The Health Benefits of Saffron
If you’re a foodie, you might have heard of saffron, the very tasty and high-end spice that resembles red threads. Saffron originates from a flower called crocus sativus—commonly known as the “saffron crocus.” It is believed that saffron originated and was first cultivated in Greece, but today the spice is primarily grown in Iran, Greece, Morocco, and India. It is extremely subtle and fragrant, slightly sweet with a luxurious taste. It’s tricky to describe but instantly recognizable in a dish. As annoying as it is to say, you know it when you taste it. 1
This particular spice boasts a host of health benefits and it is used not only in dining, but also used as a dietary supplement as well. Just one ounce of saffron has a huge amount of nutrients, including manganese, vitamin C, magnesium, iron, potassium, and vitamin B6. Additionally, “crocin, which delivers the intense orange color, is an indication of this spice’s restorative qualities, i.e. its powerful carotenoids and antioxidants that can protect your body from free radical damage.” 2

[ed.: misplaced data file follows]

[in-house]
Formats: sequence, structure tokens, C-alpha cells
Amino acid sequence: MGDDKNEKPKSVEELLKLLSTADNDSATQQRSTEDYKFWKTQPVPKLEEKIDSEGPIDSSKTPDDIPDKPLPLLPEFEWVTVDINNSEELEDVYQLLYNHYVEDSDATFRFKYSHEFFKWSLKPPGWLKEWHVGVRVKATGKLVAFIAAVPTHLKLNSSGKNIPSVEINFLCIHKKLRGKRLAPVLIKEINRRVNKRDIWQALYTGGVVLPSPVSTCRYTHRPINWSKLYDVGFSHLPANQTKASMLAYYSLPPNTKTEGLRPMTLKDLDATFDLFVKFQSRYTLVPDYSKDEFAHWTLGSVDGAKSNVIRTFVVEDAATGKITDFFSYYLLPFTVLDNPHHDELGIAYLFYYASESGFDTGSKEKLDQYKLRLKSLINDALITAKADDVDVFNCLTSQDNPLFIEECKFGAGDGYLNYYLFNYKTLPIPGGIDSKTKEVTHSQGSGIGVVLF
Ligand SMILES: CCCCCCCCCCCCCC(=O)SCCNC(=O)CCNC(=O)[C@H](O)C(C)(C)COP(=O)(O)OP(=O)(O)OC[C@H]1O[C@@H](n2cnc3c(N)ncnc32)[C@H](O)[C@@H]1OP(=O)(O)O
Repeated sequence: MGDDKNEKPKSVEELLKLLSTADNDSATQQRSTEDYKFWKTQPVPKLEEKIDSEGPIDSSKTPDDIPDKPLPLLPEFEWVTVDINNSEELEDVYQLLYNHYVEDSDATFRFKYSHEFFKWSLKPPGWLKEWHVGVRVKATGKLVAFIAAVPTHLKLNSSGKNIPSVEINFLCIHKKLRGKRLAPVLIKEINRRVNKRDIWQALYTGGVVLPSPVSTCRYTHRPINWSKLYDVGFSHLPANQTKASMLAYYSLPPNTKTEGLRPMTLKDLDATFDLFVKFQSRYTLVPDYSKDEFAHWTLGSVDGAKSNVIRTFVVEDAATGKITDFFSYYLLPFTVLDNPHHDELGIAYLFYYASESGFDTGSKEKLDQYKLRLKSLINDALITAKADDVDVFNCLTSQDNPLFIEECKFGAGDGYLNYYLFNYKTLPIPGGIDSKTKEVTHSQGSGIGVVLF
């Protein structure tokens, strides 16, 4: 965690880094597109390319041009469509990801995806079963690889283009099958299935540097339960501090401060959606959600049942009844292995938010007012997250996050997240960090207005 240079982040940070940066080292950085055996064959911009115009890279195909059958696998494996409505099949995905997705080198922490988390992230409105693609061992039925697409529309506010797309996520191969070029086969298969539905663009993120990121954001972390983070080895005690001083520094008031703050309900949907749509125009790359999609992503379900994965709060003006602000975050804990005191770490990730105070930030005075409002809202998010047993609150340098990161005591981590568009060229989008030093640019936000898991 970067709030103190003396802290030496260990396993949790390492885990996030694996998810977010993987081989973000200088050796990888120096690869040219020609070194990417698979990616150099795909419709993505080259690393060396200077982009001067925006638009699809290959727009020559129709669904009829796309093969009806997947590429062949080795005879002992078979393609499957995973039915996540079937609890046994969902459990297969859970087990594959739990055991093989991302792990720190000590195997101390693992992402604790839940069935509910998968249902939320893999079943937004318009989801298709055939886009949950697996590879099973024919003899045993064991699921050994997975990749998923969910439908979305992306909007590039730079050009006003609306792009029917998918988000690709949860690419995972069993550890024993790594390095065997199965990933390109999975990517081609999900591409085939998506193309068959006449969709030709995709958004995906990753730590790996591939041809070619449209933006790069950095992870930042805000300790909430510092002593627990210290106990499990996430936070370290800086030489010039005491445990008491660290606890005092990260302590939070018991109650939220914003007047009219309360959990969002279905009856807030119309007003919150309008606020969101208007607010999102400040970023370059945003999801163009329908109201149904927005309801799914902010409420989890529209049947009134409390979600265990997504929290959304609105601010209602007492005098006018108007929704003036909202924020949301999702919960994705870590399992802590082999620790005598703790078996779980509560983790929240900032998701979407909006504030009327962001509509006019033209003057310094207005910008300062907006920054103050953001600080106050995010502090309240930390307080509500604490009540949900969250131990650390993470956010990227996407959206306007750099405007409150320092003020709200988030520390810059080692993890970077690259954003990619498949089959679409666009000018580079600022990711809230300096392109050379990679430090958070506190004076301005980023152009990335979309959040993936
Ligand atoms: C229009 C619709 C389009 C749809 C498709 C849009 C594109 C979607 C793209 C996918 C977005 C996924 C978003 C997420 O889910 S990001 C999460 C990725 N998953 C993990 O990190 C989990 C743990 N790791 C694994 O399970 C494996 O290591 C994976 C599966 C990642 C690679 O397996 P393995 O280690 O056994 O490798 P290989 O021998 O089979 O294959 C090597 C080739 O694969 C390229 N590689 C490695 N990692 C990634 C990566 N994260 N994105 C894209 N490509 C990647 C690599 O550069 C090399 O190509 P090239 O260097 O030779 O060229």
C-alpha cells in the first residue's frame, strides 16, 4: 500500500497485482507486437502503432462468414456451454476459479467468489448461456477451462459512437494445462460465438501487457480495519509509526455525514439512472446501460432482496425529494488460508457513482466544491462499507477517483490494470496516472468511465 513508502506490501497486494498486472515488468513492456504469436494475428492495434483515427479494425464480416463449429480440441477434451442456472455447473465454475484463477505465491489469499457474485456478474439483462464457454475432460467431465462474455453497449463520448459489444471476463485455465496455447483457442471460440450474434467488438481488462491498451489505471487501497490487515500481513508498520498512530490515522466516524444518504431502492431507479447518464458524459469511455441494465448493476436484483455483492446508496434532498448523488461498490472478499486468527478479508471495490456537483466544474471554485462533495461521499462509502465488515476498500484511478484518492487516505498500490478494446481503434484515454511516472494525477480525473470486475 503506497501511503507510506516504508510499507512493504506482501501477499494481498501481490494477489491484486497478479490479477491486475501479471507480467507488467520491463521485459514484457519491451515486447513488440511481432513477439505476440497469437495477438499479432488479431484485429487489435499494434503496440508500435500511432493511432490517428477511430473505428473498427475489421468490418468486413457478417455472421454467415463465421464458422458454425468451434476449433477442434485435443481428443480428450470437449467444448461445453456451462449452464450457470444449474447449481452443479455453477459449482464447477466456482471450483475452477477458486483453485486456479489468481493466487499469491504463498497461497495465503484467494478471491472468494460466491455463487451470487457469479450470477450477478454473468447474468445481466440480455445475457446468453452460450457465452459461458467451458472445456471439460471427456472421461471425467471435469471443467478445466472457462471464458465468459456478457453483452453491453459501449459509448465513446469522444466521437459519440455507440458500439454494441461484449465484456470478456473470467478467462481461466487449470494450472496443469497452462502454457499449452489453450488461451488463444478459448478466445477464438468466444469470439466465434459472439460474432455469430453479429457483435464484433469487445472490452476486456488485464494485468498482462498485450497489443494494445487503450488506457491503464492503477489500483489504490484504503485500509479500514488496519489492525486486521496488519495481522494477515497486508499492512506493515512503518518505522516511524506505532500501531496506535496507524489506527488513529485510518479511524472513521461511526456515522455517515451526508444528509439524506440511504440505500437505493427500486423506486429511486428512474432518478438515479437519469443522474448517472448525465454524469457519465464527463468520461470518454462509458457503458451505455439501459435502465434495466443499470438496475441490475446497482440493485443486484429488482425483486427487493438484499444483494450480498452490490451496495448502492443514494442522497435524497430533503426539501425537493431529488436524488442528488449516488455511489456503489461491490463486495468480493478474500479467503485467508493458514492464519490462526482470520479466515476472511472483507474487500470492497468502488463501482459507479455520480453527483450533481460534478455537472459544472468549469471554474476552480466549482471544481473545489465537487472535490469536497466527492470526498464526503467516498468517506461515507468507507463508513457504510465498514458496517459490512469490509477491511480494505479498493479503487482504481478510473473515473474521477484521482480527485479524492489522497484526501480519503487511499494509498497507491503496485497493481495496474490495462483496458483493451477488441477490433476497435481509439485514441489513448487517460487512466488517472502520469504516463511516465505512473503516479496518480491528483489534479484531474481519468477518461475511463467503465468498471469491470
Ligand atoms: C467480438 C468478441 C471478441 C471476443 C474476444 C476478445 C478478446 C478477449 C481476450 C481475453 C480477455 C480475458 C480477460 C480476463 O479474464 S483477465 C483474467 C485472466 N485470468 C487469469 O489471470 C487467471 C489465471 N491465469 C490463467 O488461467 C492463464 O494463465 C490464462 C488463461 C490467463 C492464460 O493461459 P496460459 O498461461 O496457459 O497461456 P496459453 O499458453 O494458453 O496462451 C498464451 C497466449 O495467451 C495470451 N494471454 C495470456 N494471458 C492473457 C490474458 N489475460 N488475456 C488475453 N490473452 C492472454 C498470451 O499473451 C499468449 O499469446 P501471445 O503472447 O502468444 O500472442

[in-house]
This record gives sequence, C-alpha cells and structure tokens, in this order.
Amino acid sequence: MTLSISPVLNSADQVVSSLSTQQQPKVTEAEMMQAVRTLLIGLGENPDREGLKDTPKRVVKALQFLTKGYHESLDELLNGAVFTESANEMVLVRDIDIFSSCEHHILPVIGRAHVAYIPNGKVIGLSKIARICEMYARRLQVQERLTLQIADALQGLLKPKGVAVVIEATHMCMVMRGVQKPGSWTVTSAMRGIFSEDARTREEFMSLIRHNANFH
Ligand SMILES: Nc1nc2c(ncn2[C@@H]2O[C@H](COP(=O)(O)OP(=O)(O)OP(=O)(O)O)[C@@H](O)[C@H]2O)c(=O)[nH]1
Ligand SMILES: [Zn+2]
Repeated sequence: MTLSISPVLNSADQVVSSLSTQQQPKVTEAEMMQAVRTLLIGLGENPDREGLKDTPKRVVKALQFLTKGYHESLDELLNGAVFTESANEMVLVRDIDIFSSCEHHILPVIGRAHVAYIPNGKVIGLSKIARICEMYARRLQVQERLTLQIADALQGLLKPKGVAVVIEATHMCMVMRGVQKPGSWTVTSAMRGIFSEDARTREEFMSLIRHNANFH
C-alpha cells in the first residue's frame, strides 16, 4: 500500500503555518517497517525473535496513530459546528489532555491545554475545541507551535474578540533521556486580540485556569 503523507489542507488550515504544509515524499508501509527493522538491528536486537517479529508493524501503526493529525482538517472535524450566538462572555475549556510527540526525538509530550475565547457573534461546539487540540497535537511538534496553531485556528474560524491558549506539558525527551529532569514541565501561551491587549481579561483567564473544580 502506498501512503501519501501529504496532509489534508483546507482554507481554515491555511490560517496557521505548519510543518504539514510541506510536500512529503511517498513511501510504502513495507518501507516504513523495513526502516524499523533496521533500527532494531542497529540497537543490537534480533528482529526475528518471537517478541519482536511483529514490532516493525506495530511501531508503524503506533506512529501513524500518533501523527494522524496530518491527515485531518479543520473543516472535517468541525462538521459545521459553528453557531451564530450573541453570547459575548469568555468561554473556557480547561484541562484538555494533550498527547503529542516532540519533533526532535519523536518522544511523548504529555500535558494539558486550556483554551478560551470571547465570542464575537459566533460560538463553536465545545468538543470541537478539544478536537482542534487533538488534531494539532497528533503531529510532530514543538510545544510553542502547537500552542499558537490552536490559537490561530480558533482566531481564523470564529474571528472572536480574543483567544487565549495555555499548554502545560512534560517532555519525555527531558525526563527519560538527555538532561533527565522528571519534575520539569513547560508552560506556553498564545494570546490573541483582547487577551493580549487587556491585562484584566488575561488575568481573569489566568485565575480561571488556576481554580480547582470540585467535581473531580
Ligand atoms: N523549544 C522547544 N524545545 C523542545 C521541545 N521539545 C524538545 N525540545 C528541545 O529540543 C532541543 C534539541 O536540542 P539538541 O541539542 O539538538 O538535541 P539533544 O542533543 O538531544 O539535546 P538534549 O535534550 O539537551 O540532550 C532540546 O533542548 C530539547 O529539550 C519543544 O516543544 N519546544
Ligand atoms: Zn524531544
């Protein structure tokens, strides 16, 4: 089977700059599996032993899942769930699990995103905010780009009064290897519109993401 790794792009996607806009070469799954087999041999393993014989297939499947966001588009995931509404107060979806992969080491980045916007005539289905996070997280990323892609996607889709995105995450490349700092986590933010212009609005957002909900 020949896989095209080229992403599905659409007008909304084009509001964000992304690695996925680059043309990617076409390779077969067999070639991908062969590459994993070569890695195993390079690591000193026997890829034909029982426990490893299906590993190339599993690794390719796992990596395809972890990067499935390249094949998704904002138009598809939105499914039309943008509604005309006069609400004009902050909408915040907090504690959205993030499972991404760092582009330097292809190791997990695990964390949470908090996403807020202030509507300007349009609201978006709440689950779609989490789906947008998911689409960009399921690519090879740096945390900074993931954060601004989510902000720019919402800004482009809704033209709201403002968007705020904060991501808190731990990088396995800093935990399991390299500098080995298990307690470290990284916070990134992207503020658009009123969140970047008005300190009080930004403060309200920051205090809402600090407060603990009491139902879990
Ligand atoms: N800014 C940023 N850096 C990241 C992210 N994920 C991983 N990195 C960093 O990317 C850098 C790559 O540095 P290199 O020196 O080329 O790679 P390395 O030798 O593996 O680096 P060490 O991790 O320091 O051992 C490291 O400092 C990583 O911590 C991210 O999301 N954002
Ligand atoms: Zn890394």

Why are we so excited about this premium ingredient? Because it’s in Bod•ē Pro Happy! The saffron extract in Happy supports mood and relaxation* so you can feel great as you go about your day. Indulge a little in this fantastic spice and get Happy!
*These statements have not been evaluated by the Food and Drug Administration. This product is not intended to diagnose, treat, cure or prevent any disease.
1 Baraghani, Andy. “What Is Saffron, The World’;s Most Legendary Spice?” Bon Appétit, Bon Appétit, 7 Mar. 2018, www.bonappetit.com/story/what-is-saffron.
2 “What Is Saffron Good For?” Mercola.com, Mercola, 14 Nov. 2016, foodfacts.mercola.com/saffron.html.